by Parth Upadhyaya
Shortly after UNC announced in mid-March that it would extend spring break and transition to online instruction, ensemble directors from the Department of Music met to come up with a plan. They had to find a way to transition.
Though the coronavirus pandemic had already put a stop to any in-person gatherings, ensemble directors wanted to still make music with their groups.
“We quickly realized, ‘Wait a second. We can do that,’” said Wind Ensemble director Evan Feldman.
That’s when the idea for the “Carolina Stomp” department-wide virtual music project came about. Like many ensembles and bands around the world, Feldman and other directors decided they’d put together a piece of music by combining videos of artists performing remotely. Feldman enlisted the help of Lee Weisert, an associate professor and composer in the department, to arrange a new version of UNC’s alma mater, “Hark the Sound.”
Video submissions from all department students — both undergraduate and graduate, as well as non-majors — and faculty and staff were encouraged in an email sent out April 1. The deadline to submit videos via Dropbox was April 17.
“This would be just our way of saying, ‘We’re making music,’” Feldman said. “‘We’re out there. We’re doing things.’ And let everyone come together for a couple moments and maybe have a little bit of fun.”
Participants could choose from four different tracks, two featuring high-pitched sounds and two featuring low-pitched sounds. One of the primary goals of the department was to make the project accessible for anyone who wanted to participate, no matter a person’s skill level or musical resources they had available.
So, with no prescribed instruments, musicians were encouraged to use their imaginations to make music with their bodies and items found in their homes. Everything from snaps, hand claps, foot stomps to the use of silverware, pens and toilet paper rolls was fair game.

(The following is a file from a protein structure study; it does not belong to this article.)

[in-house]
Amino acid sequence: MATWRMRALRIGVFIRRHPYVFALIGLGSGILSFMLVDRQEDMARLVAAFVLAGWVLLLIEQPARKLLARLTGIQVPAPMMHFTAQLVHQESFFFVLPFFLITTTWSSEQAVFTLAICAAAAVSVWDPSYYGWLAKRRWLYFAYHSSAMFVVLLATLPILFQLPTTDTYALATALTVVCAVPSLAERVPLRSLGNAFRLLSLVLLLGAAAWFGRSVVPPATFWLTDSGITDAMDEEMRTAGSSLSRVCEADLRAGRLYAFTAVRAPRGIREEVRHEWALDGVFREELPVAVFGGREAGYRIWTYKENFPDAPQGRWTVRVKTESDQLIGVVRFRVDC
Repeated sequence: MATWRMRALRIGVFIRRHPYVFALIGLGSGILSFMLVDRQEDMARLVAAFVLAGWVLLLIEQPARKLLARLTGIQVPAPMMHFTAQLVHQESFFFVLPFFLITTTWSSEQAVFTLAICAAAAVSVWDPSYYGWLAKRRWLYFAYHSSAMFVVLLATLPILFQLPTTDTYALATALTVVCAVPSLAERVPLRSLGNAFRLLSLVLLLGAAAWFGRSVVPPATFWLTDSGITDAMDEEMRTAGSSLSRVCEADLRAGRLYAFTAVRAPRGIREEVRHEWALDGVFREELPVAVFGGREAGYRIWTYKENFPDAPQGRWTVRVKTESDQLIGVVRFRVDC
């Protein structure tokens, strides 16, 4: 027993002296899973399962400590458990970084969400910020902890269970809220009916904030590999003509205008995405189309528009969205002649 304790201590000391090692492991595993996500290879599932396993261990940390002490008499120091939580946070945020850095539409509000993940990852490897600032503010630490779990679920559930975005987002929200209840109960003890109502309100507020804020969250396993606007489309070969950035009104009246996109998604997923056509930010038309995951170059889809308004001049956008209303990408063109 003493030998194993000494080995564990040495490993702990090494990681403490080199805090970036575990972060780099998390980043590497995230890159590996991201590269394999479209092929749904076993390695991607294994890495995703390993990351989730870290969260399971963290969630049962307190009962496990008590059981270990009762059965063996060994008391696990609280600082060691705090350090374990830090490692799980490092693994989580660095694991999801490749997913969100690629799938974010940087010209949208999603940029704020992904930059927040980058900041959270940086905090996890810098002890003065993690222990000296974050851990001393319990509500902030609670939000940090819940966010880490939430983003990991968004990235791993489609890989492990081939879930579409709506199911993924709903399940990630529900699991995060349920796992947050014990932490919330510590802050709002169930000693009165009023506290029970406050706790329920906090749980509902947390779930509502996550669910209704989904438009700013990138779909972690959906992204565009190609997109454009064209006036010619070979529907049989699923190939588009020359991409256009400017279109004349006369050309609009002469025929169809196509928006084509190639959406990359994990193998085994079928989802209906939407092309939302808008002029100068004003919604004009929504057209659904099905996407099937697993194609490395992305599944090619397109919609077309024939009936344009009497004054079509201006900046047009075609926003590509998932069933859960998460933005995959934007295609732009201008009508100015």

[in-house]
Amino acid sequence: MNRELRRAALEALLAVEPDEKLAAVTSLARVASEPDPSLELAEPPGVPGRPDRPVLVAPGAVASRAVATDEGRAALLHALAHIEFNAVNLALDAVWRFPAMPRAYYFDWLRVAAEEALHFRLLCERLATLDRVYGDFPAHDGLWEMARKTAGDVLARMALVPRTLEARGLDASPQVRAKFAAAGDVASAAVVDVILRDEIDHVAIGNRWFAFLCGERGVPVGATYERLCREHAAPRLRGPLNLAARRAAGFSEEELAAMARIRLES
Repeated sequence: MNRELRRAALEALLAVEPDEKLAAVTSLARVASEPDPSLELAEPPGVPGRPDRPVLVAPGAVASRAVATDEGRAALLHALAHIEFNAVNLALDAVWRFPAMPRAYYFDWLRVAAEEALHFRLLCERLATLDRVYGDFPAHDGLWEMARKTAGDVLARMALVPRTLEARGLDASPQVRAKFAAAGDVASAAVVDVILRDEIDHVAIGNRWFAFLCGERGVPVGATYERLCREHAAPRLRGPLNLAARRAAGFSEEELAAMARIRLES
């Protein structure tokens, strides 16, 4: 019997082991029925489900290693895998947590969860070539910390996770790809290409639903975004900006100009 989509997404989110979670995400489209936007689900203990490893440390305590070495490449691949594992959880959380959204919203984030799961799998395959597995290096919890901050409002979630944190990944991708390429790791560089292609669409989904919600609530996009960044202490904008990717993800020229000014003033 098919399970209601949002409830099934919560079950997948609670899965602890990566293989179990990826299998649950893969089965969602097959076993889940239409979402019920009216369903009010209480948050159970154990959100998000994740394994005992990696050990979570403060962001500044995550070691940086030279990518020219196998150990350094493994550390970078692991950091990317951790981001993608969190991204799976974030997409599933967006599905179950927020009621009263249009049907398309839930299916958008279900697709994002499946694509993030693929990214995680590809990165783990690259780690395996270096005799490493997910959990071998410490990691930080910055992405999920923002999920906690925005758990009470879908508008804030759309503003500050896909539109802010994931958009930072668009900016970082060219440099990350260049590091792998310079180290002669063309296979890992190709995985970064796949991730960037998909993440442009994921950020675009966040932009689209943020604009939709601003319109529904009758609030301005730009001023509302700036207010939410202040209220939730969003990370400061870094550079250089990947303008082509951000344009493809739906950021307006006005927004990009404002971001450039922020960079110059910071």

“I’m glad to hopefully bring something fun for the students to work on and lift their spirits a little bit in this lonely time,” Weisert said.
Jesse Moorefield, a production manager in the department, and Jay Harper, a multi-media technician, will be editing together submissions to produce the final video piece. Moorefield will piece together the audio, and Harper will combine the video clips.
“We’re both really excited by it,” Harper said. “We were looking towards a lot of other (similar) videos for inspiration and style and how we could do that.”
“At one time, there’s probably going to be hopefully like 100 different people on the screen playing together from their homes,” Moorefield added. “It’s pretty amazing that we can do this.”
Feldman hopes that contributing to a collaborative project like “Carolina Stomp” will ease the feeling of isolation while many practice social distancing. Especially for students who are having to finish their time at UNC away from Chapel Hill.
“The fact that it’s something related to Carolina gives them a little bit of connection to Carolina,” Feldman said. “Some folks are missing that, especially seniors who are being essentially robbed of their final senior experiences. Although it’s not ensemble music making, I think knowing that you’re contributing to a collective is useful.”
The department didn’t make participation in “Carolina Stomp” mandatory. Feldman said that’s because, “even if the final product looks like it,” the virtual project can’t replace the communal aspect of music making.
“It’s (going to be) a great (final) product,” he said, “but let’s all just remind ourselves and keep reminding ourselves, ‘This is not what we do.’”
For now, though, he and others leading the project are glad they can at least give members of the UNC Music family some way to come together.
“Hopefully it’s something that they just have a lot of fun with and can kind of regain that sense of community that is diminishing,” Weisert said.